Include your name (as it is on your Social Security card), current address, phone numbers (if there’s one number where you are more likely to be reached, only include that one), and e-mail address (and Web address, if applicable).
Rule 4: Ms. Manners says...Résumé Etiquette
If including your e-mail address in the heading of your résumé, be sure that it is appropriate and professional, since this may be the way an employer corresponds with you. An employer may be hesitant to interview " firstname.lastname@example.org. email@example.com . " The same goes for Web sites. Make sure, if you give your Web site address, that it contains things you would want an employer to see. Do not give out a work phone number to prospective employers. Even if your employer knows you are looking for a job, a person hiring would not want someone who used time on the clock to look for another job. It is not very professional. Also, answering machine messages at the phone number you give the employer should be courteous and professional.
Finally, be truthful in your résumé. Do not embellish. You will surely be caught in the interview if you did not stick to the truth. Also, it’s a good idea to have your current professors or social work colleagues read your résumé. Often, a fresh eye will catch things you might have missed.
Your first step to success is following these four simple but important rules. Stay tuned for next issue’s column on interviewing!
Make sure you print your résumé on high quality cotton fiber paper (8.5 x 11). Do not staple or fold your résumé; use a 9 x 12 envelope of the same material as the résumé for mailing. These materials can be purchased at most office supply stores. Ideally, a résumé should not be longer than one page. Rare exceptions are résumés of people with master’s degrees who have abundant relevant experience. If your résumé must go over one page, then it must completely fill two pages. If you only need a small part of the second page, then you can probably condense the two pages to one.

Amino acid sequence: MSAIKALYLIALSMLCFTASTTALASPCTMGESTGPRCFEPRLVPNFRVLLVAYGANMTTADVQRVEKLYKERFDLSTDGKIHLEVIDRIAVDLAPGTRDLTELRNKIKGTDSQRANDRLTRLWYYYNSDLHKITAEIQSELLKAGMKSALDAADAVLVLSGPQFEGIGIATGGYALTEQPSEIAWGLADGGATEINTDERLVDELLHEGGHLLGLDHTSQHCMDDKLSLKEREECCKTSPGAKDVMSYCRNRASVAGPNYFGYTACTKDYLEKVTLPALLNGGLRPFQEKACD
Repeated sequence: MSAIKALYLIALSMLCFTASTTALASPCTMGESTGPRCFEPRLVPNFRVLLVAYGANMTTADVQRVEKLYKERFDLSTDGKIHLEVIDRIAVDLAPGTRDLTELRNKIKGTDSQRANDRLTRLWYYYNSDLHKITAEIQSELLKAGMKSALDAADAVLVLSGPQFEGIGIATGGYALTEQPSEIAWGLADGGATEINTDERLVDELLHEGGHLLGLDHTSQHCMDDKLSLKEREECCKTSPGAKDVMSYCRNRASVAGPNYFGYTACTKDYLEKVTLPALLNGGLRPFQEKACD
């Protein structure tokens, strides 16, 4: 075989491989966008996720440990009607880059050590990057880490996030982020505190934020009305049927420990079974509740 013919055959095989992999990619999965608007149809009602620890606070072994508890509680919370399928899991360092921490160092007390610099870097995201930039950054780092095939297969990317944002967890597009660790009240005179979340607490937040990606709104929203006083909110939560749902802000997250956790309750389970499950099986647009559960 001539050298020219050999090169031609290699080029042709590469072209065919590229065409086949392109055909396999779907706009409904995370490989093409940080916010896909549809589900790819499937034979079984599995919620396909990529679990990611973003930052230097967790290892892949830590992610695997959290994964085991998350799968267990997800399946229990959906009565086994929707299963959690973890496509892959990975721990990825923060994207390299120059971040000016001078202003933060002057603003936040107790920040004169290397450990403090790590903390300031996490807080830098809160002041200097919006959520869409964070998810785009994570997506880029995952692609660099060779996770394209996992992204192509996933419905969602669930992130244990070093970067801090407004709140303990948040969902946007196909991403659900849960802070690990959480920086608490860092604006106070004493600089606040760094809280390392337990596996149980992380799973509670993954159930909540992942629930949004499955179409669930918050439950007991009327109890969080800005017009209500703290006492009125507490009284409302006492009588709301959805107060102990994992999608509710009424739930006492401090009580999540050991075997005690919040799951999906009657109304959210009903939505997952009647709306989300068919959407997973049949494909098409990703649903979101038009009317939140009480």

Laura Lawson, MSW, GSW, taught high school for three years before becoming "officially" interested in the field of social work. Following that interest, she worked for three years as a child protection investigator in Louisiana. Laura then began graduate school. She is a graduate of Louisiana State University in Baton Rouge, where she received her Master of Social Work and served as a career counselor. Prior to receiving her MSW, Laura received her Bachelor of Arts in psychology from the University of Southern Mississippi. She is currently employed as a school social worker in southern Louisiana. Prior to this position, she served as a behavior specialist with school-aged children. Laura’s interests include working with children who have been sexually abused and capital mitigation.
Regina Praetorius, MSSW, GSW, received her Master of Science in Social Work from the University of Texas at Austin, where she specialized in administration and planning. She also holds a Bachelor of Arts in Spanish literature and a Bachelor of Social Work. Regina has conducted research and training in the areas of sexual assault prevention and crisis services, implemented state and federally funded high school-based prevention programs, served as a career counselor, and is currently conducting research in the field of suicidology. Her interests include volunteer benefits and management, effectiveness of services for survivors of suicide, cyber-support groups for survivors of suicide, and the effects of 9/11 on the temporal distribution of suicide. Regina is currently pursuing her Ph.D.
This article appeared in the Spring 2004 issue of The New Social Worker.